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I have a book called "Scientific Programming with Python (2009)", in which example code makes heavy use of SciTools. I use Python 3.2 64 (thinking about having a parallel install / development environment of 2.7; more on this later), to which SciTools has not yet been ported.

Has Scitools been superceded for many purposes by NumPy/SciPy? Or what? EazyViz? I'm totally okay reading through this book and translating the code into whatever API / module is current with 3.2. I'd kind of rather do that than setup a Python 2.7 system.

What is your recommended setup?

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2 Answers 2

up vote 12 down vote accepted

Scipy/Numpy is the defacto standard for scientific/numerical computing with python. The vast majority of packages are built on top of them (including Scitools). In many ways it looks like Scitools is just a connivence wrapper around Numpy/Scipy/Matplotlib.

As far as Python 3 support, Numpy and Scipy are there, but Matplotlib is not yet (although I think it may be supported in the development repo on github):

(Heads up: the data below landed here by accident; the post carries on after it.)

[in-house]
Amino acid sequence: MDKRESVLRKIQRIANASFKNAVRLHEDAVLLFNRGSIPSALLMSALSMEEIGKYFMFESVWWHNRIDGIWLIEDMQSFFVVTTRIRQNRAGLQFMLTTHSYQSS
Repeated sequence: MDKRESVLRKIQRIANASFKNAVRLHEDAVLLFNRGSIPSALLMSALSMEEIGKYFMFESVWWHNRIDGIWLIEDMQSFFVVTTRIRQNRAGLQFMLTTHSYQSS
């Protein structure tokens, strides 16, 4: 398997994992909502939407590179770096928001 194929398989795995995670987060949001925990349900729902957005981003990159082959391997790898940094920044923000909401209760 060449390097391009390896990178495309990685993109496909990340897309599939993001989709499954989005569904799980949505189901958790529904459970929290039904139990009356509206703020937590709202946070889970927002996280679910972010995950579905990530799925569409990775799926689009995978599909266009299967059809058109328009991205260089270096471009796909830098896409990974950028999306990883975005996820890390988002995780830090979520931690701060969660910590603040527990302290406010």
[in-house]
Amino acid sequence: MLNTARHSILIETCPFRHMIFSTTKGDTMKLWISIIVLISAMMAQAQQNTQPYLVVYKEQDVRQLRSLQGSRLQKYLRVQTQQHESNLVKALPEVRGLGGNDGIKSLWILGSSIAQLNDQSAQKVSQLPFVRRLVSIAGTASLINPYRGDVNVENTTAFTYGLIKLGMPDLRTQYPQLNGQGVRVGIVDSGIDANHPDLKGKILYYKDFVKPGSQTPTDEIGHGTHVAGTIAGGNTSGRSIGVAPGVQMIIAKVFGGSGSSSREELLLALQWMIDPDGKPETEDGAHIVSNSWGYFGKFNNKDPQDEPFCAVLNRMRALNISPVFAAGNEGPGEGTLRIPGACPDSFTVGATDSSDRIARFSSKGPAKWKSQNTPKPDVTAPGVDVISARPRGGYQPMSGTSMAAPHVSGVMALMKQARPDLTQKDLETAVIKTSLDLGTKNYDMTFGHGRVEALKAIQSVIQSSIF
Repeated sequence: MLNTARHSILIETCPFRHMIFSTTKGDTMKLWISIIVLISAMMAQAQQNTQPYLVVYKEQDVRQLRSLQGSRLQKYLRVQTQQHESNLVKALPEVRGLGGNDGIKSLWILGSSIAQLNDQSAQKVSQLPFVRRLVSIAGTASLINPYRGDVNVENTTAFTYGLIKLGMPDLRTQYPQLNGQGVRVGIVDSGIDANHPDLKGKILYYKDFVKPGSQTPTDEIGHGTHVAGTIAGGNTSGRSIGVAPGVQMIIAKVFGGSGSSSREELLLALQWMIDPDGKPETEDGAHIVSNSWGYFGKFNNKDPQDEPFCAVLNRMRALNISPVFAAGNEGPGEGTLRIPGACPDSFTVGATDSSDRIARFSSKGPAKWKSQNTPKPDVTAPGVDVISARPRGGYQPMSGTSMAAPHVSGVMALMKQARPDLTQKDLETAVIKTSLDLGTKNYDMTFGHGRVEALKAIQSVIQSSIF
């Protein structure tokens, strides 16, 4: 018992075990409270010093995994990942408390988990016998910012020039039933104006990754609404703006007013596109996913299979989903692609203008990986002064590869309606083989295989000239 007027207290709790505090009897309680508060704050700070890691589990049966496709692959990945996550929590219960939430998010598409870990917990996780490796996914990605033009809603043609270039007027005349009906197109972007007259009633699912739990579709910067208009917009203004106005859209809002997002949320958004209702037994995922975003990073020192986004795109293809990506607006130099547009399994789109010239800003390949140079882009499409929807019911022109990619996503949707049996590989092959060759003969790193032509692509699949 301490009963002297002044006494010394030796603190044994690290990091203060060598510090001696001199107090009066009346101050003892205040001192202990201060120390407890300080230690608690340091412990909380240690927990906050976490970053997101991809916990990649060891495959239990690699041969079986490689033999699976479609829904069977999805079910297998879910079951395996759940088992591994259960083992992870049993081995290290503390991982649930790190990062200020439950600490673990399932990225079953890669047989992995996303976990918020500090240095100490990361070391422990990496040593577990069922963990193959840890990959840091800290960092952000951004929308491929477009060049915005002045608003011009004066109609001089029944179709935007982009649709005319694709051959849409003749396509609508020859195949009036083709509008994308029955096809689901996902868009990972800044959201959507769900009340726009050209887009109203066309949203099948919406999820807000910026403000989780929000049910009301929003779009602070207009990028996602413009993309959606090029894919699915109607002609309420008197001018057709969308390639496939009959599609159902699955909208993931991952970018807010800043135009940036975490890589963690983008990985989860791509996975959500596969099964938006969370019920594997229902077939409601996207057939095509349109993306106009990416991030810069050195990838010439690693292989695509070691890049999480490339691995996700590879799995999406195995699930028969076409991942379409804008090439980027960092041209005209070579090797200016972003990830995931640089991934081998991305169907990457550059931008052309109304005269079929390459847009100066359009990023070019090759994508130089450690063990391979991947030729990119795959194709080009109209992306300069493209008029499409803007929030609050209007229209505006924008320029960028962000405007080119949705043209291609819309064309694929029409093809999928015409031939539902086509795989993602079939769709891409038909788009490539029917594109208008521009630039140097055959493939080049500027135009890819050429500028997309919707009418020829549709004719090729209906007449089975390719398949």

Personally I've never used Scitools, since I prefer the lower level control of using the other libraries directly. I also stick with Python 2.7 since the complete scientific programming stack hasn't finished its migration to Python 3 yet.

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cool thx very much! – Wylie Кулик יהושע May 24 '12 at 13:59
I forgot to mention that I have Matplotlib installed for my Python 3.2 install. I'm pretty sure I picked it up here: – Wylie Кулик יהושע May 24 '12 at 15:27
It works too. Just tested it. Now have working Python scientific computing and plotting in both the 2.7 and 3.2 setups. – Wylie Кулик יהושע May 24 '12 at 15:35
+1, an overview of most of the packages can be found at numfocus. perhaps you can add this link. – bmu Jul 28 '12 at 7:33
i thought i'd marked that as answered long ago. – Wylie Кулик יהושע Aug 23 '13 at 7:30

Also take a look at Pandas for your numerical work. It is built on top of NumPy.

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